Happy Halloween! Before we dive into the latest development update, I want to point out that Demons with Shotguns is currently 66% off during the Steam Halloween sale! This is a perfect time to grab the game for your upcoming holidays get together. Act fast as this sale ends November 2nd.
Last post we talked about the End of Times game mode, an enemy horde mode were 1 - 2 players must fend off waves of the Nephilim army. We showcased many of the different enemy types, and since then have pushed out yet another enemy type, so appropriately called Glut
Glut a swelling demon of explosive gas, waddling about in search of the player. As soon as he spots them, he'll charge after them and swell up before releasing a noxious and deadly explosion!
It's been a common feedback that the players and objects in the foreground were very hard to read in the Hell arenas. So we went ahead and adjusted the contrast between the foreground and background layers, making the background layers darker so that the foreground would pop more, drastically increasing readability.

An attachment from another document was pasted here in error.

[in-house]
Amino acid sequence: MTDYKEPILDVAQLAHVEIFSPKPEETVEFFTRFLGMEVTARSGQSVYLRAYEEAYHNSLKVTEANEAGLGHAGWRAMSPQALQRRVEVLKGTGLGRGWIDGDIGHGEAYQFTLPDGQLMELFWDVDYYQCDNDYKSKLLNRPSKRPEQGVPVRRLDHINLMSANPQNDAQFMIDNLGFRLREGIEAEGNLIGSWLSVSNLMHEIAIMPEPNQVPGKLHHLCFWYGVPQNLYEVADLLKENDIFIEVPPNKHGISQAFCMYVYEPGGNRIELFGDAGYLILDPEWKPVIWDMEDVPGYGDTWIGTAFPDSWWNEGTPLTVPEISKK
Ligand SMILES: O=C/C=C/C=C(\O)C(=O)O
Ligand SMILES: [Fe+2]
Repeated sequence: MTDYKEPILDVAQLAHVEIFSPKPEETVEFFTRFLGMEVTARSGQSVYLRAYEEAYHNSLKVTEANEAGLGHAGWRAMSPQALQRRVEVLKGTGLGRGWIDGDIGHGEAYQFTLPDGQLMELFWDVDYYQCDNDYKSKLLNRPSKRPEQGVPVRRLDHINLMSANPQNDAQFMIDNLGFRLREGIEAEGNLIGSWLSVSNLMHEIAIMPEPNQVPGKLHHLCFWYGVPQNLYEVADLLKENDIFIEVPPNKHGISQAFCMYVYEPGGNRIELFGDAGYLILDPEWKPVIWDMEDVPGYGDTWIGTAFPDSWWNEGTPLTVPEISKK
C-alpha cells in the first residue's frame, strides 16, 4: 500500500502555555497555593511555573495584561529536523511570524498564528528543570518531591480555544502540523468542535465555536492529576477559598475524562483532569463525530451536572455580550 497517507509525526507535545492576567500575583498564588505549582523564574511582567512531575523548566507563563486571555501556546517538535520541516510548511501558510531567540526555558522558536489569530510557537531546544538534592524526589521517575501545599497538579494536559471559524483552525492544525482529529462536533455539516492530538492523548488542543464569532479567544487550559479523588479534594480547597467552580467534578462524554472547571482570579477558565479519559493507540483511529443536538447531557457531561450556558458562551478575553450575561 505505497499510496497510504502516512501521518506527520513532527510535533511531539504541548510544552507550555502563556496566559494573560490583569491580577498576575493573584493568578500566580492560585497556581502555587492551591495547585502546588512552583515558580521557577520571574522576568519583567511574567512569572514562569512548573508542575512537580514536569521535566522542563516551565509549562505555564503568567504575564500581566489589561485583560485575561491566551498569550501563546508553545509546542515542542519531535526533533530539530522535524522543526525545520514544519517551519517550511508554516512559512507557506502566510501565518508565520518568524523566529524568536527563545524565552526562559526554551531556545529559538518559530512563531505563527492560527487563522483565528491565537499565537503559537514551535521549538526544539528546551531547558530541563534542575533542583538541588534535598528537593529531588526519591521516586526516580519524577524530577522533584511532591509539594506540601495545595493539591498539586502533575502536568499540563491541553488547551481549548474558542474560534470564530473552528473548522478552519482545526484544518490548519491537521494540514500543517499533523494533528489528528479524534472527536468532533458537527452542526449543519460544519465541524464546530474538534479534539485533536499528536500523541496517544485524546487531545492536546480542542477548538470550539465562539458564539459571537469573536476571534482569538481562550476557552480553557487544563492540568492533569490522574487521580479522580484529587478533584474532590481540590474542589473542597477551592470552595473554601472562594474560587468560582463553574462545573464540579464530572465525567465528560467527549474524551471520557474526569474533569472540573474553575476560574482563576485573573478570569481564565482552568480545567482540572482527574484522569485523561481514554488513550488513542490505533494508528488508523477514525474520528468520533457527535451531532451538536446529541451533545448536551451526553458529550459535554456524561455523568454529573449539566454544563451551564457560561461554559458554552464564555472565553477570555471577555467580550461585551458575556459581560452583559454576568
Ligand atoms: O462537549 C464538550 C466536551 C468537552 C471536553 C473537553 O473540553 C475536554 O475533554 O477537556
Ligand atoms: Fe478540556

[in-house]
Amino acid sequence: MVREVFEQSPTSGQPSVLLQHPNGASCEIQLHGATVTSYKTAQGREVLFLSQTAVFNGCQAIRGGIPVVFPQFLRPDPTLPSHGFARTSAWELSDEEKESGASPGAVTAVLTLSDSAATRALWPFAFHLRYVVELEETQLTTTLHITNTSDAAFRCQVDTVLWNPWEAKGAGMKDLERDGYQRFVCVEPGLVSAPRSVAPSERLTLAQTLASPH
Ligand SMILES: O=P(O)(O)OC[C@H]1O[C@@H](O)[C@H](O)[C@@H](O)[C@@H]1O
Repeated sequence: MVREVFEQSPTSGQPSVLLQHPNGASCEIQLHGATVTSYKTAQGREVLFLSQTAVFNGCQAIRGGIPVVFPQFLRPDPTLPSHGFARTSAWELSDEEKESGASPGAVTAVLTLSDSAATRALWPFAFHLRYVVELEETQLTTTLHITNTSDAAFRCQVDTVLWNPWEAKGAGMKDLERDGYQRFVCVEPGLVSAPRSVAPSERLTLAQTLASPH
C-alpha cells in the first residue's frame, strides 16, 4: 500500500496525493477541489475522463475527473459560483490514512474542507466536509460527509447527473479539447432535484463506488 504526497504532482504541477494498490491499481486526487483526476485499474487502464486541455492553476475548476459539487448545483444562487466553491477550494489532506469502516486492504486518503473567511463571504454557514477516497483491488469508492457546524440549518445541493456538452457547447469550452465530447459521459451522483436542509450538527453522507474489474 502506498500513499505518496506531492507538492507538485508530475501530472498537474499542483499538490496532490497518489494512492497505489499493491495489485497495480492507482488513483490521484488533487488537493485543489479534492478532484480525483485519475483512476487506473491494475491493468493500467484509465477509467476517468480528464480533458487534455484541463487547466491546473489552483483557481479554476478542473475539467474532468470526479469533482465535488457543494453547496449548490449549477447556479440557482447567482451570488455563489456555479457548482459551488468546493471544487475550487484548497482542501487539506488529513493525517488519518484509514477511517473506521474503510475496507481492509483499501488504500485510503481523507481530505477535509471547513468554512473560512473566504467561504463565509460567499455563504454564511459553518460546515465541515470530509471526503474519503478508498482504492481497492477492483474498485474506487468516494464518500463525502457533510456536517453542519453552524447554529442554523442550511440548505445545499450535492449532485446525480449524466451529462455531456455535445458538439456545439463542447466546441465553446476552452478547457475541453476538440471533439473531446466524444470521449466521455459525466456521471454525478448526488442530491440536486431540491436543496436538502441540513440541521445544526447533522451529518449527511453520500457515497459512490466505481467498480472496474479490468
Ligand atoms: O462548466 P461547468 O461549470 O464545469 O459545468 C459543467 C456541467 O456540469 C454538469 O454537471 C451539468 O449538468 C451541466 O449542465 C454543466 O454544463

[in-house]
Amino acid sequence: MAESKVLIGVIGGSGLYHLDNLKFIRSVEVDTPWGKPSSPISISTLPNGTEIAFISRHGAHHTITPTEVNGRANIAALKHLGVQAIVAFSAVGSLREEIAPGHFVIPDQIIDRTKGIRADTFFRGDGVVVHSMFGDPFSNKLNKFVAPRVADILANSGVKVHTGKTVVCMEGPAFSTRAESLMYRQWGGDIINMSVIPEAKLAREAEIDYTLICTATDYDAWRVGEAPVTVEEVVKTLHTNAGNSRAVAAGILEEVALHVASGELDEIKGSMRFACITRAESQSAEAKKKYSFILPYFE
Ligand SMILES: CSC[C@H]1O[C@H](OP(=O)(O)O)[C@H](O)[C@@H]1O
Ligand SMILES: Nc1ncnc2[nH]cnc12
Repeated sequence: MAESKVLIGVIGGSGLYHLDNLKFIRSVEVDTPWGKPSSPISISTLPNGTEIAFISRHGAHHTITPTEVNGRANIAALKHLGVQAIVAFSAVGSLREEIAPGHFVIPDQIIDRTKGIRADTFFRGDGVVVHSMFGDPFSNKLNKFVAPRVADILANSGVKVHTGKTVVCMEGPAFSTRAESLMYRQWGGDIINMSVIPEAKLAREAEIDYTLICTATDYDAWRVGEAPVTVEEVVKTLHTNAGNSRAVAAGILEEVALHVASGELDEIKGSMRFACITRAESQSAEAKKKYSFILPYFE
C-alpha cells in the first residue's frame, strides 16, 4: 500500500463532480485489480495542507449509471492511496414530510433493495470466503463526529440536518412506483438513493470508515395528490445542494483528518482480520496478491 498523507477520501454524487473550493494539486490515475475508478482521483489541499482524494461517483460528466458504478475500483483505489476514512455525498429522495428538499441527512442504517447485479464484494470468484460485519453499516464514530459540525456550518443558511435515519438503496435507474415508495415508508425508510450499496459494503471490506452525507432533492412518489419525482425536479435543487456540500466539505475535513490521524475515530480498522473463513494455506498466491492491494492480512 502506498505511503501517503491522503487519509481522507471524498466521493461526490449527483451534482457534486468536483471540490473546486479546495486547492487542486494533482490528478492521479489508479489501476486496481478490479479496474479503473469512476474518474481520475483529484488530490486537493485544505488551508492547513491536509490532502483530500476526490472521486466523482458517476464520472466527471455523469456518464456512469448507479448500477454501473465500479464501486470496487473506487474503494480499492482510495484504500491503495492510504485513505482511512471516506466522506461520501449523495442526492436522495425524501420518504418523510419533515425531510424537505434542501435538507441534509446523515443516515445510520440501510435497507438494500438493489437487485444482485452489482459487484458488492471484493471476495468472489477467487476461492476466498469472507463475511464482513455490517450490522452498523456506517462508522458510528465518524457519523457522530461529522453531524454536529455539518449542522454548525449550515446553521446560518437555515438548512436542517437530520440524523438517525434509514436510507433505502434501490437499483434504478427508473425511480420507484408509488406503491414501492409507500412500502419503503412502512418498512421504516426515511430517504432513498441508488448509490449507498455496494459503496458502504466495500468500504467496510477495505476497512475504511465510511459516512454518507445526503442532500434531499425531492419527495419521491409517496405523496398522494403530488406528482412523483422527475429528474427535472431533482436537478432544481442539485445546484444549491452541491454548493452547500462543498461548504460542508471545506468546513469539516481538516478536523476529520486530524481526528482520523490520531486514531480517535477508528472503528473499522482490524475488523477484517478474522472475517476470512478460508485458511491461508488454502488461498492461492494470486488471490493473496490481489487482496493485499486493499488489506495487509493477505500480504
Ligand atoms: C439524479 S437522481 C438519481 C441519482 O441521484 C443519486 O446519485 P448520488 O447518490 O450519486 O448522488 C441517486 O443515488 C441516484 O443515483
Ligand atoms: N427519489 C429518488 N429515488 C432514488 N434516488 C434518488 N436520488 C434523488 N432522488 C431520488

A before shot, with all layers being near equal in brightness.
With many of the characters and objects sharing the same colors as the background layers, they were easily lost while playing an intense match. In future games, to help increase readability even more, we'll ensure important objects and characters use colors that aren't used in the background (and vice versa). This is a trick that Blizzard famously uses.
Here's an after shot, showing the darker background layers.
As you can see, the foreground pops very nicely and is easier to read.
Another small, but important change, was finally fixing a bug with how players gibs have forced applied to them upon a explosion. Player gibs are simply game objects with a rigidbody (which means they react to the game's physics system) that are child to the parent player game object. When a player dies from an explosion, a system handles activating the gibs and applying force to them so they appear to explode in a gory and bloody fashion.
The problem was that since the gibs were children to the main player game object, they would move relative to the parent, which caused undesirable effects and the gibs would move in the space as the player object would, instead of moving independently, which is what you would expect. You can notice this in the first gif of the exploding Glut. Notice how all of the player gibs move hard left instead of upwards.
It's a subtle bug that many probably didn't notice (I actually didn't notice it for a long time until I did a different gib system for the enemy game objects). Now fixed, player and enemy gibs behave the same and feel more natural in their movement.